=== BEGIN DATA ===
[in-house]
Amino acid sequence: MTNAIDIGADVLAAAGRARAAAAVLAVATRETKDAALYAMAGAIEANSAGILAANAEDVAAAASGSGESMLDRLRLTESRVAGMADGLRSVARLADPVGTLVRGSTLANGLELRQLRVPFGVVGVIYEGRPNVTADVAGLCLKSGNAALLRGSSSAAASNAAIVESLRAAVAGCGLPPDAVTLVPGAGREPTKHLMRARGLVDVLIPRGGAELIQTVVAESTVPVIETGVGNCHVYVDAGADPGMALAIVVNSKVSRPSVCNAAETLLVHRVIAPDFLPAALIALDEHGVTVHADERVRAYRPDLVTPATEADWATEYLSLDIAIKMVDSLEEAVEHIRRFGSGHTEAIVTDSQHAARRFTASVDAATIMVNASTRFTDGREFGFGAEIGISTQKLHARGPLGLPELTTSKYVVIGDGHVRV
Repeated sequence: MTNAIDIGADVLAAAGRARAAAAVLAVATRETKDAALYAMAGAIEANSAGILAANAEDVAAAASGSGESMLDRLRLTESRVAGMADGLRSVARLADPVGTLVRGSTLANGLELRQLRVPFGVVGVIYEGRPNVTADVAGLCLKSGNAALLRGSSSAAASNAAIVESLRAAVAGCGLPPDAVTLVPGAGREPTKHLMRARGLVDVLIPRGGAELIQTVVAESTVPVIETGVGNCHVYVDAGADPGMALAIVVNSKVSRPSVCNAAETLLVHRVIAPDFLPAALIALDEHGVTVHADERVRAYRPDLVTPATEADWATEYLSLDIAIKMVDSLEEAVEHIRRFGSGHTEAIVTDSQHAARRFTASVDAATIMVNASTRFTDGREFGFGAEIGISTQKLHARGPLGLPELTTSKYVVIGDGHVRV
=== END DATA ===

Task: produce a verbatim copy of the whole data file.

[in-house]
Amino acid sequence: MTNAIDIGADVLAAAGRARAAAAVLAVATRETKDAALYAMAGAIEANSAGILAANAEDVAAAASGSGESMLDRLRLTESRVAGMADGLRSVARLADPVGTLVRGSTLANGLELRQLRVPFGVVGVIYEGRPNVTADVAGLCLKSGNAALLRGSSSAAASNAAIVESLRAAVAGCGLPPDAVTLVPGAGREPTKHLMRARGLVDVLIPRGGAELIQTVVAESTVPVIETGVGNCHVYVDAGADPGMALAIVVNSKVSRPSVCNAAETLLVHRVIAPDFLPAALIALDEHGVTVHADERVRAYRPDLVTPATEADWATEYLSLDIAIKMVDSLEEAVEHIRRFGSGHTEAIVTDSQHAARRFTASVDAATIMVNASTRFTDGREFGFGAEIGISTQKLHARGPLGLPELTTSKYVVIGDGHVRV
Repeated sequence: MTNAIDIGADVLAAAGRARAAAAVLAVATRETKDAALYAMAGAIEANSAGILAANAEDVAAAASGSGESMLDRLRLTESRVAGMADGLRSVARLADPVGTLVRGSTLANGLELRQLRVPFGVVGVIYEGRPNVTADVAGLCLKSGNAALLRGSSSAAASNAAIVESLRAAVAGCGLPPDAVTLVPGAGREPTKHLMRARGLVDVLIPRGGAELIQTVVAESTVPVIETGVGNCHVYVDAGADPGMALAIVVNSKVSRPSVCNAAETLLVHRVIAPDFLPAALIALDEHGVTVHADERVRAYRPDLVTPATEADWATEYLSLDIAIKMVDSLEEAVEHIRRFGSGHTEAIVTDSQHAARRFTASVDAATIMVNASTRFTDGREFGFGAEIGISTQKLHARGPLGLPELTTSKYVVIGDGHVRV